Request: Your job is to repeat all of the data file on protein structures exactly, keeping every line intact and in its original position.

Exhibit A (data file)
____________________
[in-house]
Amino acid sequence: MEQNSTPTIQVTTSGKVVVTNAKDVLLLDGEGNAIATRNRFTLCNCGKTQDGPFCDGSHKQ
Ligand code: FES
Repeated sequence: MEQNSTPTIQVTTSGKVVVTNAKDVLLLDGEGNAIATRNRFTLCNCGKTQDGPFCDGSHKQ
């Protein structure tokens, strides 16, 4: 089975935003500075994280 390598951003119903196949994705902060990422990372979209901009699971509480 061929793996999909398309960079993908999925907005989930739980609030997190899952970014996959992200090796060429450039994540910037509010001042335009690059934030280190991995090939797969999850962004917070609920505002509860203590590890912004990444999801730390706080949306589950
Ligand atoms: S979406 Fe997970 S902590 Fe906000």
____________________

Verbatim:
[in-house]
Amino acid sequence: MEQNSTPTIQVTTSGKVVVTNAKDVLLLDGEGNAIATRNRFTLCNCGKTQDGPFCDGSHKQ
Ligand code: FES
Repeated sequence: MEQNSTPTIQVTTSGKVVVTNAKDVLLLDGEGNAIATRNRFTLCNCGKTQDGPFCDGSHKQ
């Protein structure tokens, strides 16, 4: 089975935003500075994280 390598951003119903196949994705902060990422990372979209901009699971509480 061929793996999909398309960079993908999925907005989930739980609030997190899952970014996959992200090796060429450039994540910037509010001042335009690059934030280190991995090939797969999850962004917070609920505002509860203590590890912004990444999801730390706080949306589950
Ligand atoms: S979406 Fe997970 S902590 Fe906000």